Much of the process industry operates on a seven day per week, twenty-four hour per day schedule, and has one thing in common. The common element being key pieces of equipment cannot be worked on or internally inspected unless they are taken out of service in order to perform the required work. As a result, plants often execute what are referred to as shutdowns, outages, or turnarounds. For the sake of this article, let’s simply use the word “outages” to identify these significant events.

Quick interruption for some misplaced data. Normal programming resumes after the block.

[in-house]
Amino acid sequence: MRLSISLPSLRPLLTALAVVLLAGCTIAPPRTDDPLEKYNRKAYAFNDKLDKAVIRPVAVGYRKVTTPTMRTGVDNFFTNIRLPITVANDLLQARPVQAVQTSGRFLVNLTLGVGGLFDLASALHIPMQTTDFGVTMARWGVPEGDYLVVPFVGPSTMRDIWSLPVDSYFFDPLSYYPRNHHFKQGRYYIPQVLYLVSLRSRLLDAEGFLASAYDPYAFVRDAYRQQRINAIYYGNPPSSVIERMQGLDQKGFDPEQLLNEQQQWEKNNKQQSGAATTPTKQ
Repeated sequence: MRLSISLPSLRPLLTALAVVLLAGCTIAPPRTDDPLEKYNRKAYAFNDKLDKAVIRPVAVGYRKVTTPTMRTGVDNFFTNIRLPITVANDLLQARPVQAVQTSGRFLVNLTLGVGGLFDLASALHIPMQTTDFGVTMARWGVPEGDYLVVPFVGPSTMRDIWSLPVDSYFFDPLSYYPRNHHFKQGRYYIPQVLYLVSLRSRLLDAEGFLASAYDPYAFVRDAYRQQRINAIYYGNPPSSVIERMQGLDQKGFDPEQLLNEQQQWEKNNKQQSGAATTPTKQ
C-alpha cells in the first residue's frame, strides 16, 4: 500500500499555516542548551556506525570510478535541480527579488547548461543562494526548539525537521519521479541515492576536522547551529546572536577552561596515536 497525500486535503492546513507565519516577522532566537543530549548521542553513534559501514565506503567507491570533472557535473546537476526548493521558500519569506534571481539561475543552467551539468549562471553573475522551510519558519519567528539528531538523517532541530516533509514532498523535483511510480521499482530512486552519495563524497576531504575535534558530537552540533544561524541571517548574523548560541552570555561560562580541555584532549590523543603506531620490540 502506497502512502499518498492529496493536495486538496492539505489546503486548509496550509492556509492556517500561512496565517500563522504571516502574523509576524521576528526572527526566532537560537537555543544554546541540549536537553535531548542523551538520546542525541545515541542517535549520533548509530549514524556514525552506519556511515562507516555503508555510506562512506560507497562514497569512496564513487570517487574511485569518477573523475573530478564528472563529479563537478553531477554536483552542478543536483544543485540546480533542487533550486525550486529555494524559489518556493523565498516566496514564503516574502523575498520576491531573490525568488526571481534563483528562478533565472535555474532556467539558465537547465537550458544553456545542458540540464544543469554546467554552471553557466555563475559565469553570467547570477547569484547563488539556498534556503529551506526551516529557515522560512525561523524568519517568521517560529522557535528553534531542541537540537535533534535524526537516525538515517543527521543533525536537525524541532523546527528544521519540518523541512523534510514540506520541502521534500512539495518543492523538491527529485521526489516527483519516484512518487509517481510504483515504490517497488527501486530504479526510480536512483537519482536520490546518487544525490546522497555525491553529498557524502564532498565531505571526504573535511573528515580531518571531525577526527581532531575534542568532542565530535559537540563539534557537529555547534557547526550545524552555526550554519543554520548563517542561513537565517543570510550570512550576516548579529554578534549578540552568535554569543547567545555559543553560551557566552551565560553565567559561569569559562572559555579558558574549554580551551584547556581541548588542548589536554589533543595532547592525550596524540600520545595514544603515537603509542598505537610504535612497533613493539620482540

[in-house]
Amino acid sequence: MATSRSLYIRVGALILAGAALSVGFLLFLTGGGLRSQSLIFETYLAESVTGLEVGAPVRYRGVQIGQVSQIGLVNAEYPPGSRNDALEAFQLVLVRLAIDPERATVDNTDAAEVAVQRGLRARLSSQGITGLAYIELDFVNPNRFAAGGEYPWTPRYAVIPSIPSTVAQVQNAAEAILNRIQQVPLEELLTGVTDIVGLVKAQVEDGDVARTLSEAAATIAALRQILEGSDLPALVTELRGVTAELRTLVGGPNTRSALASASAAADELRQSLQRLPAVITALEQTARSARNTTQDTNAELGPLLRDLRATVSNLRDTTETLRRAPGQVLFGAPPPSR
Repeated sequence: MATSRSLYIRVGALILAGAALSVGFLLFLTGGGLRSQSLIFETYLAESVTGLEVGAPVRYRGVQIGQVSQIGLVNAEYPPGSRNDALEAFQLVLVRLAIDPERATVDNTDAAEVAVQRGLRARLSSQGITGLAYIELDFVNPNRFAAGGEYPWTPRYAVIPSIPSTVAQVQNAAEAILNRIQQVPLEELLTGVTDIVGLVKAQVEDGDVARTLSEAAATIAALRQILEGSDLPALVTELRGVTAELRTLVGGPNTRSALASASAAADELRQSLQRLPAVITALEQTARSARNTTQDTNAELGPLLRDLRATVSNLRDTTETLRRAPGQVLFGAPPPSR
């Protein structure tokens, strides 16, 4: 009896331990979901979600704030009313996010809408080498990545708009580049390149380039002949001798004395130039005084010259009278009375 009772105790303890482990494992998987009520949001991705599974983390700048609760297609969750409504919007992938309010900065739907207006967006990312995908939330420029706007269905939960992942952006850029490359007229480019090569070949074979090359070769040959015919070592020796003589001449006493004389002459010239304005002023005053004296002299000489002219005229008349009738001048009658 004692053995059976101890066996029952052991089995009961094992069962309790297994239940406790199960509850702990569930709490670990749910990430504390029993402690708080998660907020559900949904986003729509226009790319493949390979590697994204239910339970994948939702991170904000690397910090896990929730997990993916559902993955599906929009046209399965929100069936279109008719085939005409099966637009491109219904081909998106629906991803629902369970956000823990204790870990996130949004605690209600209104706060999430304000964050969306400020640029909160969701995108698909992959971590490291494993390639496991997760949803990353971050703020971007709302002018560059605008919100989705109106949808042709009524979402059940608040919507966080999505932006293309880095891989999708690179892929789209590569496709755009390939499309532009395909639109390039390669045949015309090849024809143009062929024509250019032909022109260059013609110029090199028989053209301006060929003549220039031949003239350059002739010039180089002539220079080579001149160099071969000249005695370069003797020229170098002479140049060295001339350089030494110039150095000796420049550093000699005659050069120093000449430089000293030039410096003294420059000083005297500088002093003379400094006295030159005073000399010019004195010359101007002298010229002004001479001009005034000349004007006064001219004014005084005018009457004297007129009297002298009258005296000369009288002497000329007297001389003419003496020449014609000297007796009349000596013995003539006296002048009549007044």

The reason I say these events are significant is due to the fact that the production process are taken off-line to facilitate the work, which can add up to hundreds of millions of dollars, especially if executed in conjunction with a capital project. This requires a large investment of company funds and the application of a large number of resources, often working seven days per week on a twenty-four hour per day basis. Additionally, there is usually a planned interruption of the plant’s material input and output. This interruption is planned well in advance, but the expectation of both suppliers and customers is that the plant will come back on line when scheduled. Any delays in the schedule can cause serious problems on both ends of the supply chain.